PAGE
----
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St. Viator School Principal Builds Success

October 17, 2019

Mrs. Lisa Rieder began her second year as principal of St. Viator Parish School in Chicago this year, and enrollment numbers continue to build. Perhaps they sense a true Viatorian identity within the school, from the pastor and principal, on down.

Principal Lisa Rieger with a recruiter from Notre Dame College Prep.

Mrs. Rieder is a veteran educator, who graduated in May with her master’s degree in administration and supervision from Loyola University’s. As part of its unique Catholic Principal Preparation Program program — housed within the university’s Andrew M. Greeley Center for Catholic Education — Rieder was assigned a mentor, who as it turns out cut his teeth as an educator in a Viatorian school.

Pete Tantillo at Saint Viator High School, 1972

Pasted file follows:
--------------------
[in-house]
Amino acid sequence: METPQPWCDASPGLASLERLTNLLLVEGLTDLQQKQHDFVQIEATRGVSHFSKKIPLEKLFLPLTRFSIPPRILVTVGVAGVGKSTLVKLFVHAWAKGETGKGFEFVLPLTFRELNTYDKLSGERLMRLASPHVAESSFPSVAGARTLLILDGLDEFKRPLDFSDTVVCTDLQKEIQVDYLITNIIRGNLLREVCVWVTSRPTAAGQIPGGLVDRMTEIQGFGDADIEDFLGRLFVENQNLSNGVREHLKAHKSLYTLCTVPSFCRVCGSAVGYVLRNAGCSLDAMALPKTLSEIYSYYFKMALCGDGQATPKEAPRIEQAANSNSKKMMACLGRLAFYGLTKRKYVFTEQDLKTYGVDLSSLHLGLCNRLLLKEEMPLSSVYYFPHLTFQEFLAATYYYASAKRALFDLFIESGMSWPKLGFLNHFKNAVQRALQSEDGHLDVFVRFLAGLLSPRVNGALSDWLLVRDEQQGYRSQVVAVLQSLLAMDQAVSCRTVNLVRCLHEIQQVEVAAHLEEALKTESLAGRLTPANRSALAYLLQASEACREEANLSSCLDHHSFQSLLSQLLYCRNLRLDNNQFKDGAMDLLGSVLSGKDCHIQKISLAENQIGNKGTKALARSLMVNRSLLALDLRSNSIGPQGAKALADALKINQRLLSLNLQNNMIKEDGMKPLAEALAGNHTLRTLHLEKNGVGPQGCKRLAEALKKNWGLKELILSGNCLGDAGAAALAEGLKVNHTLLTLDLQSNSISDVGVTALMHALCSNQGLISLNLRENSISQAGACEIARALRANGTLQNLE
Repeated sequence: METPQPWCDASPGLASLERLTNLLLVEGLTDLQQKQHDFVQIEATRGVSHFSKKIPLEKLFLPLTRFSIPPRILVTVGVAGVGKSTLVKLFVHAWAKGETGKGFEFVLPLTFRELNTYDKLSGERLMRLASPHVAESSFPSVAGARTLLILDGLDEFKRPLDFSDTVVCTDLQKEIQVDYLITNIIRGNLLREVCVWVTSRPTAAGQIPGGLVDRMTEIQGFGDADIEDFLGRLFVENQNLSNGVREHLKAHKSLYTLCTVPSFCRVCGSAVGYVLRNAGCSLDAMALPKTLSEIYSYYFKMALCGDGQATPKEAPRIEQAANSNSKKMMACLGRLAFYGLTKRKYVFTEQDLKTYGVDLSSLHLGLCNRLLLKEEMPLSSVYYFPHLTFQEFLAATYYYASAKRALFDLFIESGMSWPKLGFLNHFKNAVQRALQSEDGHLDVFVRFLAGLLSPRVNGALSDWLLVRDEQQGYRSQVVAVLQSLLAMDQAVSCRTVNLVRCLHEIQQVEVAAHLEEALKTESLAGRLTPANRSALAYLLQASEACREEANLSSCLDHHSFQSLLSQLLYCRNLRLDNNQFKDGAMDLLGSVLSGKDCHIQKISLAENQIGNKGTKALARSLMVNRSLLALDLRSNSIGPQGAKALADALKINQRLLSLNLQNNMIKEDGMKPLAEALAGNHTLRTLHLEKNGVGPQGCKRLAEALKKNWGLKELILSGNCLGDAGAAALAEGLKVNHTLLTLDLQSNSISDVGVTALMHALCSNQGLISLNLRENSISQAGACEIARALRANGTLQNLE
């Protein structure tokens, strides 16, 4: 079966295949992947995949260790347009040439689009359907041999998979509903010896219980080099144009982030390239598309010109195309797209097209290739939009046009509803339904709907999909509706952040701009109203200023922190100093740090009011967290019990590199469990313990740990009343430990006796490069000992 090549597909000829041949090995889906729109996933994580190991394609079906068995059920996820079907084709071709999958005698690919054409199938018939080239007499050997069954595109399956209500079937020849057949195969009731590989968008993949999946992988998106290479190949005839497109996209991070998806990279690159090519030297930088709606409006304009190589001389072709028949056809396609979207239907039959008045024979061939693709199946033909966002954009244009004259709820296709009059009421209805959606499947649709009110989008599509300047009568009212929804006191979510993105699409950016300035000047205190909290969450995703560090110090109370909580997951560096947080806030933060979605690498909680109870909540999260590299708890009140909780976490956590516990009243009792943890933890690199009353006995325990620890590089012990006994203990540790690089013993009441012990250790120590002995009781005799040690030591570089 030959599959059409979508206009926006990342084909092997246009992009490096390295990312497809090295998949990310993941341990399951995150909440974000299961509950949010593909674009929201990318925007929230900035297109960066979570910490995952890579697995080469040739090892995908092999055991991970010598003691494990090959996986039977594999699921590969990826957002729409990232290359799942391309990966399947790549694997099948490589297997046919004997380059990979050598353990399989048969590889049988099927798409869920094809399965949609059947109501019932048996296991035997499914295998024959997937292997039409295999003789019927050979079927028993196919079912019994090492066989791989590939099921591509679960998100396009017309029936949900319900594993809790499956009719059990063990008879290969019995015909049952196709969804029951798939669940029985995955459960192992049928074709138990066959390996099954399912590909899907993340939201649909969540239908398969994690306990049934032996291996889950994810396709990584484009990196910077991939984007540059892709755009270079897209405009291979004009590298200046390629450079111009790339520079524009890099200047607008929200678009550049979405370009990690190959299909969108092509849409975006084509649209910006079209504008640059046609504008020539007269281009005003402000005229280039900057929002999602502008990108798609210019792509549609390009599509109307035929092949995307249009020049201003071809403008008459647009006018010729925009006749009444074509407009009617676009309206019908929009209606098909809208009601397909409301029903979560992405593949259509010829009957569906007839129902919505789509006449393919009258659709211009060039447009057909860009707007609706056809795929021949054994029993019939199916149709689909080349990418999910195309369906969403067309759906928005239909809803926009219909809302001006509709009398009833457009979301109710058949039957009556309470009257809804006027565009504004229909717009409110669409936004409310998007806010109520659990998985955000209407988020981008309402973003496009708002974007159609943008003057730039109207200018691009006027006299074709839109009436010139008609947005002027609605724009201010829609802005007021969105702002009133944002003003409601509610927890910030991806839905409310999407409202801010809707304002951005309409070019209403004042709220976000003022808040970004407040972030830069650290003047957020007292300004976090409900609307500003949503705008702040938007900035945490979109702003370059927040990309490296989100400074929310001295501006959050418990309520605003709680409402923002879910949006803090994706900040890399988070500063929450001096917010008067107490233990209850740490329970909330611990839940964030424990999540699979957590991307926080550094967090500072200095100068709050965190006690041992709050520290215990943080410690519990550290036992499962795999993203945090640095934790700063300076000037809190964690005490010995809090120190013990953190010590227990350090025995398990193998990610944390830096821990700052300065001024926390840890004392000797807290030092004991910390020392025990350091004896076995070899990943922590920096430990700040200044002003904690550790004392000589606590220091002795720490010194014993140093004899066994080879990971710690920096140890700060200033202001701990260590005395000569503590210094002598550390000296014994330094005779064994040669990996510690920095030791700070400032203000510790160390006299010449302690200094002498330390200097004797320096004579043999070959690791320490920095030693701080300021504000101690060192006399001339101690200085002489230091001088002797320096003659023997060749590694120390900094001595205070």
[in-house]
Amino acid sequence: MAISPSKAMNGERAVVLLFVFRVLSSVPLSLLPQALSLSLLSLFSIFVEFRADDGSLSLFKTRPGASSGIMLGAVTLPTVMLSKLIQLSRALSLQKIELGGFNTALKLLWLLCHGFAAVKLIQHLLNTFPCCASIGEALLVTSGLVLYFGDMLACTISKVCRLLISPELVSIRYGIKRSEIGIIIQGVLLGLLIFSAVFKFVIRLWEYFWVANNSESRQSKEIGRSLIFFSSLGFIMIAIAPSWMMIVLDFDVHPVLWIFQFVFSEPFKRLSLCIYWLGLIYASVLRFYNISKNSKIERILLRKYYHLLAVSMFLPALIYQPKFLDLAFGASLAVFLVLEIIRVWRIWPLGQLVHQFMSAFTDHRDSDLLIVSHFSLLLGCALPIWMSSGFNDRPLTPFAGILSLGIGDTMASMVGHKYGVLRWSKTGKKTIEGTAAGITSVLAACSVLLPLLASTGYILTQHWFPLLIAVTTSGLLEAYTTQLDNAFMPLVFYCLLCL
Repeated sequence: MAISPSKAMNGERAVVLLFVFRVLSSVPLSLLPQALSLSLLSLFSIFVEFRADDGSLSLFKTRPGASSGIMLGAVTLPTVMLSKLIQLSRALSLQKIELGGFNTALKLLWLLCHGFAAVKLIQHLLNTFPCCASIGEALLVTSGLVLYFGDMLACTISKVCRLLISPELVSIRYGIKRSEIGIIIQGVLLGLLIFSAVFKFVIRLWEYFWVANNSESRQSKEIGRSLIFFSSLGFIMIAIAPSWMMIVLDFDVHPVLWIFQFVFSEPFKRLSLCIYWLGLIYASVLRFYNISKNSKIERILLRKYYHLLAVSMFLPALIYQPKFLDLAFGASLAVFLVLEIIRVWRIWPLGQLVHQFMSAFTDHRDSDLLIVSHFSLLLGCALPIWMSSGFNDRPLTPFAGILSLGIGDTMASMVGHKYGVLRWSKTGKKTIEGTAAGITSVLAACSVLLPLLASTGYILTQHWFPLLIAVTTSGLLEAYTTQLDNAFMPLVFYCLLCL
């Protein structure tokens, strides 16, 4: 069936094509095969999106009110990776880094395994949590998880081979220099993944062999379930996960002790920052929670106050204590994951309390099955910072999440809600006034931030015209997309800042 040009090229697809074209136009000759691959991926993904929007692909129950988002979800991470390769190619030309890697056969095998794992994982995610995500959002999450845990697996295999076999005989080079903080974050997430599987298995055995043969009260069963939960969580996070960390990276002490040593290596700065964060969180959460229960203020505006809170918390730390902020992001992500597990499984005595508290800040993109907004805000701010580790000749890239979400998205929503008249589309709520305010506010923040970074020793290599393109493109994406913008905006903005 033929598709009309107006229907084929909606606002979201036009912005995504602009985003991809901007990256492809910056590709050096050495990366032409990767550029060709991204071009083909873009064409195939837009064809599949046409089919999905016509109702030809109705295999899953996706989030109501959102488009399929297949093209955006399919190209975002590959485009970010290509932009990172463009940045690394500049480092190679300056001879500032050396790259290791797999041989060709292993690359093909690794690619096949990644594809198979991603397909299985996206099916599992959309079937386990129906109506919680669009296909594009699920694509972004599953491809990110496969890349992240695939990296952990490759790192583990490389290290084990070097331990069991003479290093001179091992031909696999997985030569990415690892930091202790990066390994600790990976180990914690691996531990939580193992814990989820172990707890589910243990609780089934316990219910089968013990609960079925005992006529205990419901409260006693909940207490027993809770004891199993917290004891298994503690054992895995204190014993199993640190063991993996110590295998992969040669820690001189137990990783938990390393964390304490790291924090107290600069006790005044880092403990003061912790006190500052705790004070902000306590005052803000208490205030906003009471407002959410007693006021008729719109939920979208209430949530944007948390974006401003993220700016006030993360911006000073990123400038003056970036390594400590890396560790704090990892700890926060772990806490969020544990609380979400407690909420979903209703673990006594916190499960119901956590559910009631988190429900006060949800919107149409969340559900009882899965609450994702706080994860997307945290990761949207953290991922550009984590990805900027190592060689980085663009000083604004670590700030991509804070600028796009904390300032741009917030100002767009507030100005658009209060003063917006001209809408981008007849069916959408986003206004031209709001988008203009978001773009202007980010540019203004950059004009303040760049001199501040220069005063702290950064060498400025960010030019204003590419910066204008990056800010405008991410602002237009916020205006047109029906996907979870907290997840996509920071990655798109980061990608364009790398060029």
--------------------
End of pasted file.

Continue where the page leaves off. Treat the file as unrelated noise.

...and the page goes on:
Peter Tantillo is a retired administrator who served as principal of several Catholic schools in Chicago and its suburbs, as well as a consultant for the Archdiocese of Chicago’s Office of Catholic Schools.

Pete Tantillo, center, is congratulated by Cardinal Blase Cupich, left, and Msgr. John Pollard when he retired.

But he began his career as a math teacher at Saint Viator High School in the 1970s, under Fr. Patrick Render, CSV, principal. Ironically, Fr. Render now serves as pastor of St. Viator Parish and School, and Tantillo’s wife, Marilyn Pratl, is a graduate of St. Viator School.

“When I heard Fr. Pat was beginning the principal search, I immediately thought of Lisa,” Tantillo says, “and what a wonderful match she would be with the school.”

He connected the two and the rest is history.

Tantillo says that while working with Rieder through Loyola’s program — as well as with other candidates — he shared the values and beliefs that he had experienced during his early teaching years at Saint Viator High School, including that all learning is connected, people learn best in relationship and that learning should be exciting and meaningful for students.

“These core values and beliefs formed me as an educator — and remain with me today,” Tantillo says. “This is constructivist, Catholic educational philosophy and what I consider the Viatorian educational mission to be.”